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PRESS RELEASE


Russian Nuclear Expert Wants More
New Technology Cooperation with India

Jan. 17, 2010 (EIRNS)—The vice-president of the Russian Nuclear Center-Kurchatov Institute, called for Russia to orient its scientific and technological advances in the nuclear power sector toward cooperation with India, as well as other partner nations to which Russia is exporting nuclear power plants. EIR of Jan. 22 will publish an overview of the role these Russian exports are playing in the overall turn to nuclear power, throughout Asia. Academician Nikolai Ponomaryov-Stepnoy, made the statement upon his return from India early this year, according to a Jan. 15 report by Regnum.ru.

Referring to India, Academician Ponomaryov-Stepnoy said:

There is colossal potential there — colossal natural and human resources, but not enough power. It is therefore very important that they have very definitely decided on the development of nuclear energy, and especially that they are developing their nuclear power industry with our help and together with us. At least in the first stage, when you have to build on designs which have already been tried and proven in practice. ... India still is giving preference to Russian reactors. I think the explanation is simple: fortunately, it so happened that Russia began to experience the renaissance of nuclear power earlier than other countries. After all, we've already built facilities in India, in Kudankulam, and have shown what we can do. Therefore we need to continue to work at the highest level, drawing the very best forces into this work. After all, we're going to be building power plants which will function for 60 years. And they should work safely and perform well.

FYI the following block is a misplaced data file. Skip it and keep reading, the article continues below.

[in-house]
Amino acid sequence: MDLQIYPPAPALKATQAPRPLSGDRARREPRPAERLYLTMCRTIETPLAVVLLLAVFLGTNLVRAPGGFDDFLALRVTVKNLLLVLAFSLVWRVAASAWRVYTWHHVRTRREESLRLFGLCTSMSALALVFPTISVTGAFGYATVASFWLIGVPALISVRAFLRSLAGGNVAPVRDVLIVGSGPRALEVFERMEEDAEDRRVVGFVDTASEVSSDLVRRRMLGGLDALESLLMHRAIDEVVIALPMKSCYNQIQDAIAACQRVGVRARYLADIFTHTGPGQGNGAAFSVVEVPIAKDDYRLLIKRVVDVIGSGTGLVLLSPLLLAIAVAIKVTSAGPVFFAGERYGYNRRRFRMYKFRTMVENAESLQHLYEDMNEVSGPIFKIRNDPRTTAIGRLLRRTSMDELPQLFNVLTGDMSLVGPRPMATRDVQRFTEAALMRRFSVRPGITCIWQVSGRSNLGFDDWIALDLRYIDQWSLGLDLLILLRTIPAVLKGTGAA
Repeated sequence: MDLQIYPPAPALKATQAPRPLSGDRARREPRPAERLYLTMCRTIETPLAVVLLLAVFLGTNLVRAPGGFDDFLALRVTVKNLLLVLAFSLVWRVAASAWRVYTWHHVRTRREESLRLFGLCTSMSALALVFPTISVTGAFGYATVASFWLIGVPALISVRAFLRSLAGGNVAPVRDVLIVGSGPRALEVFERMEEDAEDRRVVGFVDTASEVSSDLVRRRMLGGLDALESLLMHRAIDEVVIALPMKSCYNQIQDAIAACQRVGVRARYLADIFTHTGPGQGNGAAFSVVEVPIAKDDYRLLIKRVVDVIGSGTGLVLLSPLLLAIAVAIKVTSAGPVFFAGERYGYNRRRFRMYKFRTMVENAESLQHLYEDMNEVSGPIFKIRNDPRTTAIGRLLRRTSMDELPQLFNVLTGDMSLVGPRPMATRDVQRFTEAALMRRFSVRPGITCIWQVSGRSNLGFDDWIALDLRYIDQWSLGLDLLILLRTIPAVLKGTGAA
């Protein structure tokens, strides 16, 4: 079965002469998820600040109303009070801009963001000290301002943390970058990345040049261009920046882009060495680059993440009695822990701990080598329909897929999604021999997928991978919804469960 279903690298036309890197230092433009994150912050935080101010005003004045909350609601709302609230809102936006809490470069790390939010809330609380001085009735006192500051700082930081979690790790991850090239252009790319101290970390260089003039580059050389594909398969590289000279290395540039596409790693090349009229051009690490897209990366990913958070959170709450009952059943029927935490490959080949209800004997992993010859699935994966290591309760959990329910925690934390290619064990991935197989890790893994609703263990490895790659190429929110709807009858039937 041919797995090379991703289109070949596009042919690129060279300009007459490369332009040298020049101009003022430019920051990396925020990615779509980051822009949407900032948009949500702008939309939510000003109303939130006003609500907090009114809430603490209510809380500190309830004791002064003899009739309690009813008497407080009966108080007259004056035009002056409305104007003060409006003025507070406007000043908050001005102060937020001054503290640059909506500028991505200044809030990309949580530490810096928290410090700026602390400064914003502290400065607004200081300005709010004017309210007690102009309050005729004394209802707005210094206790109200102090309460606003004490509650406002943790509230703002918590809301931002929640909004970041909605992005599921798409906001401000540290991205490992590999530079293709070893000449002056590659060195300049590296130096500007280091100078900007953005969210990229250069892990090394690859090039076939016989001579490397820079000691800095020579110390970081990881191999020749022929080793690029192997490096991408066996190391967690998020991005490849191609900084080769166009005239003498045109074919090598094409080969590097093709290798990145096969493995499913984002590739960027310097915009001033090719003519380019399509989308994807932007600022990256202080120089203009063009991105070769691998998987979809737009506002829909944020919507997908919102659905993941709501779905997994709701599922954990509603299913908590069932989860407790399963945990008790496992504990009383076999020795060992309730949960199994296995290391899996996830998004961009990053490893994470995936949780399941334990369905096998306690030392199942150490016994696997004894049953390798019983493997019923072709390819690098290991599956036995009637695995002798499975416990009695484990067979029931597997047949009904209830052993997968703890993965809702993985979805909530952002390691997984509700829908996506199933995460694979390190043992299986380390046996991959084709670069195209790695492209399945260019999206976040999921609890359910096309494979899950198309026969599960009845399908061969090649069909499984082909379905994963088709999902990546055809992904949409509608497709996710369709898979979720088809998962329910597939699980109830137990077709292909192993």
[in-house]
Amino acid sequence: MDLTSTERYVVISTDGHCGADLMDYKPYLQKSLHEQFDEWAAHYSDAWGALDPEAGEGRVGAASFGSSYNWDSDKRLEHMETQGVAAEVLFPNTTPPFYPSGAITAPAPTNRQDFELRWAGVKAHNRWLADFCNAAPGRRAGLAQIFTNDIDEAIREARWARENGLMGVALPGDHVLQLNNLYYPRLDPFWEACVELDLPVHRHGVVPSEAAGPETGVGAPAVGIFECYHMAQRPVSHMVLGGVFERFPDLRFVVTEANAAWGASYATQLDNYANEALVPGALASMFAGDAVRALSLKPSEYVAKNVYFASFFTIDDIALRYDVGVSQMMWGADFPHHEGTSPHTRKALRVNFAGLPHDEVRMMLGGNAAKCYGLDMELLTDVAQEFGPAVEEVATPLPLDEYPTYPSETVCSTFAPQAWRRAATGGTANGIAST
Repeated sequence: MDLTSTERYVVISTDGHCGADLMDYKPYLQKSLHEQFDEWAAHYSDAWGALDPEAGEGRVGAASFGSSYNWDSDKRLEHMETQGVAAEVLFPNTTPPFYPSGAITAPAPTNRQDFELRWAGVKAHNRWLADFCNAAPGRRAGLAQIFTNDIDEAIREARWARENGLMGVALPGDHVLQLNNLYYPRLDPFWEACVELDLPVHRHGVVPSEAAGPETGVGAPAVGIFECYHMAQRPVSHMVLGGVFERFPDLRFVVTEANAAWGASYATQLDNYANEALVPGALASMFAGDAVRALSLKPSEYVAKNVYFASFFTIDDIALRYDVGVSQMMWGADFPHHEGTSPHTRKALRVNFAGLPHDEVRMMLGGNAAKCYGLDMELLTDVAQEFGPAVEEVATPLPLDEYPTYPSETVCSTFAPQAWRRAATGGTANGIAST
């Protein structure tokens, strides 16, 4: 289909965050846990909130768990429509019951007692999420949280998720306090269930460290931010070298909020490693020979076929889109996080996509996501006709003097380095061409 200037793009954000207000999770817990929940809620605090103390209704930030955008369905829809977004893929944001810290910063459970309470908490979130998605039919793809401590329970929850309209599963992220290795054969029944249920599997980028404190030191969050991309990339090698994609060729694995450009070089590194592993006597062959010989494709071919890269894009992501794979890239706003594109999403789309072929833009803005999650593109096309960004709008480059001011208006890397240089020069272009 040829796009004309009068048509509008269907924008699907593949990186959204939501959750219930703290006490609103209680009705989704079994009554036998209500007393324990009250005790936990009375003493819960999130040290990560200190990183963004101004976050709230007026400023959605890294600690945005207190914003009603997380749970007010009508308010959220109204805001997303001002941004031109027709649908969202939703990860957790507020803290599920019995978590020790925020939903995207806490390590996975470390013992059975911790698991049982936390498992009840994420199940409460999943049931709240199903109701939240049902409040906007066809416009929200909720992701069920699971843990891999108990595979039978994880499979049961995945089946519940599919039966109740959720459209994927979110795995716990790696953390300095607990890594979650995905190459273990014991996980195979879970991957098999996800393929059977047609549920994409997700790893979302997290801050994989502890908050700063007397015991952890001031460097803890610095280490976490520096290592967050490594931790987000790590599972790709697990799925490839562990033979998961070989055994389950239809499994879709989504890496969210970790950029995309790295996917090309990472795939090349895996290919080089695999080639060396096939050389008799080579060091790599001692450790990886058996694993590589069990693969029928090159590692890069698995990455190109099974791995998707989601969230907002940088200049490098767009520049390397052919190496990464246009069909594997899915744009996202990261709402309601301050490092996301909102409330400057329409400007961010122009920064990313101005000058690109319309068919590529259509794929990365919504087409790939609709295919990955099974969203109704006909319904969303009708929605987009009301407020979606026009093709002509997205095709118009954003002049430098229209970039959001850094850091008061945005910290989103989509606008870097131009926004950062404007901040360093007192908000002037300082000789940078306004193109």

The Russian scientist emphasized that the nuclear industry cannot merely coast on existing technologies. He called for cooperation on fast breeder technology with a complete fuel cycle (such as Russia is now developing for export to China, under agreements reached in October 2009). He stated that:

India is thinking about the future. And we should think about the future, too. The reactors we build will need fuel for their entire service life, i.e., into the 2070s. Therefore we have to be thinking about new nuclear technologies, for which there will be a guaranteed fuel supply. In this sense, the program for new-generation nuclear energy technologies, which the government has not yet finally approved, needs to be oriented toward India inclusively, as well as toward all our partners. I mean fast breeder reactors, with a complete fuel cycle. I think we now need to be offering India cooperation in this area. In the course of that, we shall provide our partners not only with electric power, but also fuel for hydrogen or electric cars.

On Jan. 12, Prime Minister Vladimir Putin chaired a meeting of government officials on implementation of an already approved plan to upgrade the role of the famous Kurchatov Institute — which, among other things, is the flagship institution for Russian research on nuclear fusion power — within the Russian economy. Putin said that supplementary direct federal funding to the Kurchatov Institute is intended to enable it to "serve as a model for organising all national research centers," of which a network of five to seven new ones is planned. In addition to "the junction of nano, bio and information technology," Putin named nuclear power as a priority area of concentration.